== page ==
Estimating Projects

Discussion in 'Irrigation' started by PurpHaze, Jan 28, 2006.

  1. PurpHaze

    PurpHaze LawnSite Fanatic
    Posts: 5,496

    From time to time we get questions here from guys/gals asking if their bid on a certain job is high/low. I found the following on the Hunter website and thought it was short enough to post yet contained insights that most already take into account when estimating a job. Take it with a grain of salt and your mileage may vary. :p


    "Industry Expert: When Estimating Bids,Your Costs are More Important than What Competition Charges"

    Jim Huston, the irrigation industry’s authority on bidding and estimating, recently gave a two-day workshop to Hunter Preferred Contractors from all over the country. Huston provides readers with the key message of what was discussed at the sold-out seminar.

    Too many contractors miss the point of estimating. They simply try to set their bids against what the competition is doing. Instead, they need to have a better grasp of what is going on in their own company.

    Contractors need to take a close look at their books and understand their expenses and the cost of operating a business. Once they see what those costs are and how they need to be able to recoup them, they’ll have a better feel for what they really should be charging their customers.

    You can’t simply see what everyone else is charging and then try to undercut them just enough so that your lowball price gets you the job.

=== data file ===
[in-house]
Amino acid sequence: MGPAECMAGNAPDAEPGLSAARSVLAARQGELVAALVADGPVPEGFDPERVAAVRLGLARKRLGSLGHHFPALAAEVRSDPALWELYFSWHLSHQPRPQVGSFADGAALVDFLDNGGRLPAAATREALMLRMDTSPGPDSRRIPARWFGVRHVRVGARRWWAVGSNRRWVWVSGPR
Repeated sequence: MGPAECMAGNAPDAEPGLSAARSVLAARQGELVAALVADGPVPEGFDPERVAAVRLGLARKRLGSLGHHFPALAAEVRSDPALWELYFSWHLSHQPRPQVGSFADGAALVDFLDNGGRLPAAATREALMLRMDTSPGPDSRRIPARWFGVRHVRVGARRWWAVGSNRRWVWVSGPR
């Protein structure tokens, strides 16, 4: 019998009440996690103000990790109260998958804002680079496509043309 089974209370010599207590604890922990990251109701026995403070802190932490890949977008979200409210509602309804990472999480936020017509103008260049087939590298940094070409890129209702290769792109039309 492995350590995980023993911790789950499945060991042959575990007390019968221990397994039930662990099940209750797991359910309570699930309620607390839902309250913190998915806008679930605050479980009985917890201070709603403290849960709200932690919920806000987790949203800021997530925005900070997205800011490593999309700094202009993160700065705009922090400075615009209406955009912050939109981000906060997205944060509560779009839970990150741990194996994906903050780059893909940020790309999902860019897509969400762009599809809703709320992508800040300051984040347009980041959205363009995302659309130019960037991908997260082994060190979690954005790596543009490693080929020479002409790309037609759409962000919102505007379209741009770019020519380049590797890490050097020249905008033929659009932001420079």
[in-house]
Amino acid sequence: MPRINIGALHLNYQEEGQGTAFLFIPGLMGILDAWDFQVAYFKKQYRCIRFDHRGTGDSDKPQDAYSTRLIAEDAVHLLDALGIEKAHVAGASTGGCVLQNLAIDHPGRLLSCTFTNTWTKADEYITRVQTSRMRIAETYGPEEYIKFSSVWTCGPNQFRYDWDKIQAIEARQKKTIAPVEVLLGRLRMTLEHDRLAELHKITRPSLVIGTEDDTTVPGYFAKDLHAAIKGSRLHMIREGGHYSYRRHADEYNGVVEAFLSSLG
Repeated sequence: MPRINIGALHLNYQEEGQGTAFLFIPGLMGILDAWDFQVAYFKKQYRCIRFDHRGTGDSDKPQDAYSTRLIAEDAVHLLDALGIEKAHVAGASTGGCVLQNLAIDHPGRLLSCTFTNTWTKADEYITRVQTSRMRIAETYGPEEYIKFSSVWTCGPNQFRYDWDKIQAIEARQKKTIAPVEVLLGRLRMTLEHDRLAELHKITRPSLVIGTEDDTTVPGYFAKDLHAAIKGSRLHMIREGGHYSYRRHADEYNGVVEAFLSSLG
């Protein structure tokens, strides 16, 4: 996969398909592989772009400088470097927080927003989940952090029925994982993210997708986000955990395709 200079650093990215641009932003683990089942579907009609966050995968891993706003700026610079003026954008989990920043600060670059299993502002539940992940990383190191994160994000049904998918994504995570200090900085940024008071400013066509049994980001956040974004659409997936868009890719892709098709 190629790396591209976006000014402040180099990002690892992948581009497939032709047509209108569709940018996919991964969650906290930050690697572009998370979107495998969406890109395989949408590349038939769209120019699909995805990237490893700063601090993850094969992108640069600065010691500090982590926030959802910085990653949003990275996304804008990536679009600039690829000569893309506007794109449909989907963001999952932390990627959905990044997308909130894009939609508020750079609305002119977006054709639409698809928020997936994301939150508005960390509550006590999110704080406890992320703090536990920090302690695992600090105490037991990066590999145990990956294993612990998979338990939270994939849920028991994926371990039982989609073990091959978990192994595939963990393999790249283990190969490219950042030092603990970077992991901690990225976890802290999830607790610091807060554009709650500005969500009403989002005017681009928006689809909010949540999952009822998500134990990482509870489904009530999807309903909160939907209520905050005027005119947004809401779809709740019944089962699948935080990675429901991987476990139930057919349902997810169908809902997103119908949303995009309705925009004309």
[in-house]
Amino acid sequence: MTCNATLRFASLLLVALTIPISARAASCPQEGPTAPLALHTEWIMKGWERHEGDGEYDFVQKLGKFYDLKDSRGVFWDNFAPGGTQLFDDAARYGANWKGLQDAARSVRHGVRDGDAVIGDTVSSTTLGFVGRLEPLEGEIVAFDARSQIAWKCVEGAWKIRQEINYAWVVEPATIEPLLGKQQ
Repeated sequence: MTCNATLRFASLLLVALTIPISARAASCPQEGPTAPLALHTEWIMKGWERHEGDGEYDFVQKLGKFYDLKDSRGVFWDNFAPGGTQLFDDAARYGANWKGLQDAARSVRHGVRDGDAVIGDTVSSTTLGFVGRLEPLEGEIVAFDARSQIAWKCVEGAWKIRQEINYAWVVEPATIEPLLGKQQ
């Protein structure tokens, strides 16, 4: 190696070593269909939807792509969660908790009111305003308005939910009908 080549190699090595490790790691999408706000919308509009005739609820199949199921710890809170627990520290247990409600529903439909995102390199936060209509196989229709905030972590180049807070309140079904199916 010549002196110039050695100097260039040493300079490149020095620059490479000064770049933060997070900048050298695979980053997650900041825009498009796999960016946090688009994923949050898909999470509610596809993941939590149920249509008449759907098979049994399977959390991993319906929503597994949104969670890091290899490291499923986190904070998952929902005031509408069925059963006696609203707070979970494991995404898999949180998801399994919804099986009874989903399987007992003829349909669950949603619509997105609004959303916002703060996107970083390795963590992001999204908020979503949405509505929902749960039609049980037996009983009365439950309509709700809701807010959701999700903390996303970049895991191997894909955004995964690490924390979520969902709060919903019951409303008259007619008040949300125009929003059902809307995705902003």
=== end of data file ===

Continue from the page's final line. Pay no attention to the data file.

Obviously, you need to start by determining your direct costs – i.e., the price of the labor and materials directly related to the job. Needless to say, most contractors are already doing this.

    Next, you need to establish the indirect costs on an individual job…this is what many of you may be overlooking. Indirect means anything not directly tied to a particular job – general and administrative outlays such as advertising, office equipment, insurance and licenses. These costs need to be accounted for, but they are not tied to a single job.

    Once you have determined these costs, markups are added in. Markups would include – but are not limited to – profit, overhead, labor burden and sales tax.

    After this, the break-even point for the project is identified. A contingency factor and net profit are added to the break-even point in order to arrive at the final price.

    It is these two numbers – the break-even point and final price – that you are constantly attempting to identify during the estimating process. The break-even price determines how low you can go to get the job and cover all costs. The final price is subjective and addresses how high you can go and still get the job.

    To establish this price ceiling you need to ask yourself what pricing structure the market will bear, including how much gross profit margin you can add before you lose any realistic chance of winning the bid.

    Another important factor that many contractors tend to overlook is the impact that equipment costs can have on operating costs. Did you buy yourself a brand new skid loader and only use it on one job in two years? How are you going to recover that expense? That piece of equipment needs to be accounted for in setting the price for every job you bid – not just the jobs that require use of that equipment – if you ever expect to cover the cost incurred by its purchase.

    You need to get a grip on what the cost of doing business is, in order to set a price that will attract the job AND produce a profit for you.


    Almost forgot... If anyone wants to read more interesting business articles they can be found at http://www.hunterindustries.com/Resources/Library/business_topics.htm#Anchor-Estimating-47857
     

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